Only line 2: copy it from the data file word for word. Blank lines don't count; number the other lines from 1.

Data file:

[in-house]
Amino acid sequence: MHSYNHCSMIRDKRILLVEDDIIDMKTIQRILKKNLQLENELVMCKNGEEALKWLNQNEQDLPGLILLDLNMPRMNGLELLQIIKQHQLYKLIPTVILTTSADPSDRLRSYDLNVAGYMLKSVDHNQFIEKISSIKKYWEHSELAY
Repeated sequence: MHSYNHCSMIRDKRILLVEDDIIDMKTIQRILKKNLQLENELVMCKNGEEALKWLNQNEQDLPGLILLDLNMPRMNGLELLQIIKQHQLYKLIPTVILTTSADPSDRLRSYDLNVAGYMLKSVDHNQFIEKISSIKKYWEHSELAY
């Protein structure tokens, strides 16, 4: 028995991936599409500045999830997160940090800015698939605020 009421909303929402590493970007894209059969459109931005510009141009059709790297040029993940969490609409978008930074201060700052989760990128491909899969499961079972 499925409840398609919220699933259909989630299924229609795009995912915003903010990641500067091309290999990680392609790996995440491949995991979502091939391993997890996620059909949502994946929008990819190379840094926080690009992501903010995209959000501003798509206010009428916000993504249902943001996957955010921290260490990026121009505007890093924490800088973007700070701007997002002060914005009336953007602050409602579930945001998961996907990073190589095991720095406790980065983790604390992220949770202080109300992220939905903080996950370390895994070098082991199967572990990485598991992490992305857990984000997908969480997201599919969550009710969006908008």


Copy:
Amino acid sequence: MHSYNHCSMIRDKRILLVEDDIIDMKTIQRILKKNLQLENELVMCKNGEEALKWLNQNEQDLPGLILLDLNMPRMNGLELLQIIKQHQLYKLIPTVILTTSADPSDRLRSYDLNVAGYMLKSVDHNQFIEKISSIKKYWEHSELAY